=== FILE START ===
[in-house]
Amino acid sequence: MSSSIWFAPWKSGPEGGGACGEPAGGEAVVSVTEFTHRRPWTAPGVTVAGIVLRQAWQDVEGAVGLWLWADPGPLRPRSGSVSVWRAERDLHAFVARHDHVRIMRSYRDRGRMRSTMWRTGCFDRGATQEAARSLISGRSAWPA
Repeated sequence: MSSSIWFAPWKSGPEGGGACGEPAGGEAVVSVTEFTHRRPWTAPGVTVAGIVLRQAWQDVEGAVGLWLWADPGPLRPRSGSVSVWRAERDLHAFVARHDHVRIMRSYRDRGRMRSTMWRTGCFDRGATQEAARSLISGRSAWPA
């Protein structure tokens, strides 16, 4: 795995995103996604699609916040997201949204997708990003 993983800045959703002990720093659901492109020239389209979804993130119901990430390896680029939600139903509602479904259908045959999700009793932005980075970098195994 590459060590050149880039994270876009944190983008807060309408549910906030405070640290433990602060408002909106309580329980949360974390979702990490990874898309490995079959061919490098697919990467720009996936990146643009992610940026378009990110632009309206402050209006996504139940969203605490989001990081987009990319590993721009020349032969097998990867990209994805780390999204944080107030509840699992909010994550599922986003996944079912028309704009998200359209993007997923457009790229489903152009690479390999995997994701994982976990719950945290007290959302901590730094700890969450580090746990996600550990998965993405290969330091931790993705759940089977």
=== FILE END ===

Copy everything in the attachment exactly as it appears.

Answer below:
[in-house]
Amino acid sequence: MSSSIWFAPWKSGPEGGGACGEPAGGEAVVSVTEFTHRRPWTAPGVTVAGIVLRQAWQDVEGAVGLWLWADPGPLRPRSGSVSVWRAERDLHAFVARHDHVRIMRSYRDRGRMRSTMWRTGCFDRGATQEAARSLISGRSAWPA
Repeated sequence: MSSSIWFAPWKSGPEGGGACGEPAGGEAVVSVTEFTHRRPWTAPGVTVAGIVLRQAWQDVEGAVGLWLWADPGPLRPRSGSVSVWRAERDLHAFVARHDHVRIMRSYRDRGRMRSTMWRTGCFDRGATQEAARSLISGRSAWPA
């Protein structure tokens, strides 16, 4: 795995995103996604699609916040997201949204997708990003 993983800045959703002990720093659901492109020239389209979804993130119901990430390896680029939600139903509602479904259908045959999700009793932005980075970098195994 590459060590050149880039994270876009944190983008807060309408549910906030405070640290433990602060408002909106309580329980949360974390979702990490990874898309490995079959061919490098697919990467720009996936990146643009992610940026378009990110632009309206402050209006996504139940969203605490989001990081987009990319590993721009020349032969097998990867990209994805780390999204944080107030509840699992909010994550599922986003996944079912028309704009998200359209993007997923457009790229489903152009690479390999995997994701994982976990719950945290007290959302901590730094700890969450580090746990996600550990998965993405290969330091931790993705759940089977």